Scientists have created healthy offspring from genetically infertile male mice, offering a potential new approach to tackling a common genetic cause of human infertility.
There is no major difference in the gender identity development of children raised by same-sex parents compared to those adopted by heterosexual couples. These are the findings of a new study in Springer's journal Sex Roles. Lead author Rachel Farr of the University of Kentucky says that the toys that children prefer to play with in their preschool years are much more tell-tale about whether they will grow up to conform to typical gender norms.
Watching transgender characters on fictional TV shows has the power to influence attitudes toward transgender people and policy issues, according to new research from USC Annenberg. The research was published in the Springer Journal Sex Roles and further highlights the ways political ideology shapes viewer responses to transgender depictions in entertainment.
Closthioamide, discovered in 2010, might eventually offer an alternative for current drugs that are becoming less effective against gonorrhoea.
Intergenerational relations include various forms of help and support but also tensions and conflicts. Although relations with in-laws are the subject of many anecdotes and proverbs across cultures, they remain little studied in contemporary societies. A new study investigates how being a parent is associated with conflicts between family generations. The research is part of the Generational Transfers in Finland -- a research project lead by Professor Anna Rotkirch and funded by the Academy of Finland.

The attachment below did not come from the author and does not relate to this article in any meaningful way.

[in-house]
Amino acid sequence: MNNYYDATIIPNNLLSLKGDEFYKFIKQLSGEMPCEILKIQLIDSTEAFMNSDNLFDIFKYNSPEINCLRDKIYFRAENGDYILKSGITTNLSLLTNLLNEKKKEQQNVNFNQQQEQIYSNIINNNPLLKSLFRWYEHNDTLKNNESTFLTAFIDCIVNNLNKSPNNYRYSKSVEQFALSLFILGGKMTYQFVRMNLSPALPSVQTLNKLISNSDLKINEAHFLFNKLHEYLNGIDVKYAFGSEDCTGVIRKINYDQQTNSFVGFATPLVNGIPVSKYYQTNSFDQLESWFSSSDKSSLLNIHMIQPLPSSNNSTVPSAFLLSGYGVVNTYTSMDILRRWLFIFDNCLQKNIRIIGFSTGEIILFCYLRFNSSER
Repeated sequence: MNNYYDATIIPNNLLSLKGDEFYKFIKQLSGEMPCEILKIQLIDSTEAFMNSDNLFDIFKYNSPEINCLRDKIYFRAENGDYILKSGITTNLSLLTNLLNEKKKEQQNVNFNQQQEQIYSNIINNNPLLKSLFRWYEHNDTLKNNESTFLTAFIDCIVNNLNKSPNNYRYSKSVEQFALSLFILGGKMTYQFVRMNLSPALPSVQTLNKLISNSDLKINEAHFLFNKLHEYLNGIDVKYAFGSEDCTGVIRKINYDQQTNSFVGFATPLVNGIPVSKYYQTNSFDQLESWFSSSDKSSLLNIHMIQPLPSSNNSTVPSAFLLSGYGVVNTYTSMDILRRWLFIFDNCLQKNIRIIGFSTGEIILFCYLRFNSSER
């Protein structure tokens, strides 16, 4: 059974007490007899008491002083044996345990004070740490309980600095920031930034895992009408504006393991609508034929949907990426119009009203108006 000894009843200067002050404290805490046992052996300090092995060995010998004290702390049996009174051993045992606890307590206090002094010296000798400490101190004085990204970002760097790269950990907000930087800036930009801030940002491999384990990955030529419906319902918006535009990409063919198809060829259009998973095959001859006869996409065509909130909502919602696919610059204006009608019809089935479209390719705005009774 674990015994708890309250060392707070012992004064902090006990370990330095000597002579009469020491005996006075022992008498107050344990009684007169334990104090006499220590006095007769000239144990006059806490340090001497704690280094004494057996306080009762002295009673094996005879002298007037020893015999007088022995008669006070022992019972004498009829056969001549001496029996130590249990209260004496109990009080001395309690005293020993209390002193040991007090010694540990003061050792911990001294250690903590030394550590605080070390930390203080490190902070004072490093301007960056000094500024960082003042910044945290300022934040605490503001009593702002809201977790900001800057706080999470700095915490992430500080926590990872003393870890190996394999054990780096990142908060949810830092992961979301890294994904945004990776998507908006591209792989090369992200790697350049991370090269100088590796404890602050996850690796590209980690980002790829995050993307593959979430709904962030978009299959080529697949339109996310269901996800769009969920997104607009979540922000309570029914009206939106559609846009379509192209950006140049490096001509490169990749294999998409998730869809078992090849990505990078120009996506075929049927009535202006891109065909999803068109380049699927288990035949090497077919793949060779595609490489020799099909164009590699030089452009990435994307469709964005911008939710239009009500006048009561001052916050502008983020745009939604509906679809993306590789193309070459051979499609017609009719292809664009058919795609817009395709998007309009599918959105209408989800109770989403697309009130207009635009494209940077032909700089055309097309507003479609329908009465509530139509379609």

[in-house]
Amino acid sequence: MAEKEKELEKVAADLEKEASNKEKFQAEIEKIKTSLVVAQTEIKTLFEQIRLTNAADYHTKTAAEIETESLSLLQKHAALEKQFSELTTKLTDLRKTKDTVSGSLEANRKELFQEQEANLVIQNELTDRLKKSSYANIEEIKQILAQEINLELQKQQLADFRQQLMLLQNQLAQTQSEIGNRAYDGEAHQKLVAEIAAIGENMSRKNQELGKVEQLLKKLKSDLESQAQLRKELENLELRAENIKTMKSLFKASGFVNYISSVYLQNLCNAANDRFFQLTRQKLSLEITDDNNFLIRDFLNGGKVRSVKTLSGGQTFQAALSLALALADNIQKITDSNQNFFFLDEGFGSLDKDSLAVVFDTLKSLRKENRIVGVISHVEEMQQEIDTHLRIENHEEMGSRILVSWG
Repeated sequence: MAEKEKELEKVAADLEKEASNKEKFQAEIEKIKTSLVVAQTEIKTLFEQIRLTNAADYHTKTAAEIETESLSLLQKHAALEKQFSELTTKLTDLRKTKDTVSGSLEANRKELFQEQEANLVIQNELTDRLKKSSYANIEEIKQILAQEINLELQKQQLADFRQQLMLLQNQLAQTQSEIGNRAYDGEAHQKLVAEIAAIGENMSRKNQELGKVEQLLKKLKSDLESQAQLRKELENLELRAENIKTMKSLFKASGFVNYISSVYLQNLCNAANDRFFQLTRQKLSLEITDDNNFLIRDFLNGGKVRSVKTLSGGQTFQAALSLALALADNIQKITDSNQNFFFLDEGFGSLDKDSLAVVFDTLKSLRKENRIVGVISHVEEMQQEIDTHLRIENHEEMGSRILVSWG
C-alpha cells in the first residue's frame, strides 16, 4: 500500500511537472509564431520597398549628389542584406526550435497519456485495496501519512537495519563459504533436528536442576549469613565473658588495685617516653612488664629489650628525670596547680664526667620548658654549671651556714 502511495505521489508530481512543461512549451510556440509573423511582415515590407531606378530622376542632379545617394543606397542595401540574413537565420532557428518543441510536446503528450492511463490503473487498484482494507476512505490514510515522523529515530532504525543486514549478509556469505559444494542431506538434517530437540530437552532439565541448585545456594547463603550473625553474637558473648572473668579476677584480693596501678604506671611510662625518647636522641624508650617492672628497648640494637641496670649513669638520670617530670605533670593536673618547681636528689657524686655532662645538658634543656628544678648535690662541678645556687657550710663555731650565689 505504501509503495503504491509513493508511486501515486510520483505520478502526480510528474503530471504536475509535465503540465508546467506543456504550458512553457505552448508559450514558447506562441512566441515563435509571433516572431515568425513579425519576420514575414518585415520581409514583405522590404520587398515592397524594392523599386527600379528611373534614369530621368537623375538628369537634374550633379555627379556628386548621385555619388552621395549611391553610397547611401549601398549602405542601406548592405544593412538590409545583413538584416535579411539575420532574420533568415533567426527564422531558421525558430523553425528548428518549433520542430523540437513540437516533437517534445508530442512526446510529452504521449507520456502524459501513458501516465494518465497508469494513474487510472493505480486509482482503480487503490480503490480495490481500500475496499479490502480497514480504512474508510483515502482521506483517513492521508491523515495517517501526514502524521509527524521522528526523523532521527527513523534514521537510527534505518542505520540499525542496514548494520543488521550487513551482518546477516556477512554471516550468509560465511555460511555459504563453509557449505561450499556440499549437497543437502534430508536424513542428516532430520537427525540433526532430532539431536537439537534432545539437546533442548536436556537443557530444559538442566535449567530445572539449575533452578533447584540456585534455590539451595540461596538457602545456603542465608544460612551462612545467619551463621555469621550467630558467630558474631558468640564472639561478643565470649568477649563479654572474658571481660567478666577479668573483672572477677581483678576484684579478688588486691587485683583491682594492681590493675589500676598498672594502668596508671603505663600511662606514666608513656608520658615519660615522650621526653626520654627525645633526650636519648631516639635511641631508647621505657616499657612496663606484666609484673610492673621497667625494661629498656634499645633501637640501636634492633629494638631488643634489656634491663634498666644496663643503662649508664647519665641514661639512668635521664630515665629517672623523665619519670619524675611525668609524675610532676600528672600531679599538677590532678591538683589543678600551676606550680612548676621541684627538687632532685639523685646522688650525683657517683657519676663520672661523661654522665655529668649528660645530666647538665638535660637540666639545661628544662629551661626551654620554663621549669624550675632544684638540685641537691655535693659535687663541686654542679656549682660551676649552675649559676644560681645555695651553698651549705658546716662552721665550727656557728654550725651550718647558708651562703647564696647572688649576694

The age at which a boy is first exposed to pornography is significantly associated with certain sexist attitudes later in life, but not necessarily in the way people might think, according to research presented at the 125th Annual Convention of the American Psychological Association.
Women's cognitive functioning past middle age may be affected by the degree of gender equality in the country in which they live. The research is a first attempt to shed light on the adverse consequences of gender inequality on women's health in later life.
The culture of silence around vaginal bleeding at all stages of life endangers women's health and is compounded by limited access to clean water, sanitation, and factual information in low and middle-income countries, according to a study conducted at Columbia University's Mailman School of Public Health. An approach that looks at vaginal bleeding as more than a monthly period and addresses the needs of girls and women across the life course is urgently required.
Research led by William Robinson, PhD, Associate Research Professor of Behavioral & Community Health Sciences at LSU Health New Orleans School of Public Health, has found that 86 percent of heterosexuals who are at high risk for HIV would use a home-based test kit provided by mail and 99 percent would seek treatment based on a positive result. This self-administered alternative may lead a group whose high risk is under-recognized to treatment sooner.
Offering HIV testing to people at health checks when they register at a new GP surgery in high-prevalence areas is cost-effective and will save lives, according to a study involving over 86,000 people from 40 GP surgeries, led by Queen Mary University of London and the London School of Hygiene & Tropical Medicine.